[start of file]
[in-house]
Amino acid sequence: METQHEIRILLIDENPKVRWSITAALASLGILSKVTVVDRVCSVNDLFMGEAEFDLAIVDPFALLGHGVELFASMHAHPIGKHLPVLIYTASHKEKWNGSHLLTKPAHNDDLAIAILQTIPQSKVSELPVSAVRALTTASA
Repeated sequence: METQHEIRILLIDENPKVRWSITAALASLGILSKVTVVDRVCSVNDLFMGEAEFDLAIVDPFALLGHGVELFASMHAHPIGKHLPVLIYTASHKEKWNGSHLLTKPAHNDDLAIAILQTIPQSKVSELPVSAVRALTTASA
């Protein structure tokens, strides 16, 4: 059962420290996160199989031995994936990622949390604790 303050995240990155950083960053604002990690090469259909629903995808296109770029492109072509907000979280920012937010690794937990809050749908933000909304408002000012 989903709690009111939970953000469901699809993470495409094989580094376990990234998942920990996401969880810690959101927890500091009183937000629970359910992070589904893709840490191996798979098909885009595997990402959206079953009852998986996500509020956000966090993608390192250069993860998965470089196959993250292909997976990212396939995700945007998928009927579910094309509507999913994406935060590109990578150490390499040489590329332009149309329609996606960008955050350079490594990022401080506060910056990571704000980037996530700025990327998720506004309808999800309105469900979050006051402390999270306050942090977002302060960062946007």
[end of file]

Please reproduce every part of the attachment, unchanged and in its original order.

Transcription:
[in-house]
Amino acid sequence: METQHEIRILLIDENPKVRWSITAALASLGILSKVTVVDRVCSVNDLFMGEAEFDLAIVDPFALLGHGVELFASMHAHPIGKHLPVLIYTASHKEKWNGSHLLTKPAHNDDLAIAILQTIPQSKVSELPVSAVRALTTASA
Repeated sequence: METQHEIRILLIDENPKVRWSITAALASLGILSKVTVVDRVCSVNDLFMGEAEFDLAIVDPFALLGHGVELFASMHAHPIGKHLPVLIYTASHKEKWNGSHLLTKPAHNDDLAIAILQTIPQSKVSELPVSAVRALTTASA
């Protein structure tokens, strides 16, 4: 059962420290996160199989031995994936990622949390604790 303050995240990155950083960053604002990690090469259909629903995808296109770029492109072509907000979280920012937010690794937990809050749908933000909304408002000012 989903709690009111939970953000469901699809993470495409094989580094376990990234998942920990996401969880810690959101927890500091009183937000629970359910992070589904893709840490191996798979098909885009595997990402959206079953009852998986996500509020956000966090993608390192250069993860998965470089196959993250292909997976990212396939995700945007998928009927579910094309509507999913994406935060590109990578150490390499040489590329332009149309329609996606960008955050350079490594990022401080506060910056990571704000980037996530700025990327998720506004309808999800309105469900979050006051402390999270306050942090977002302060960062946007």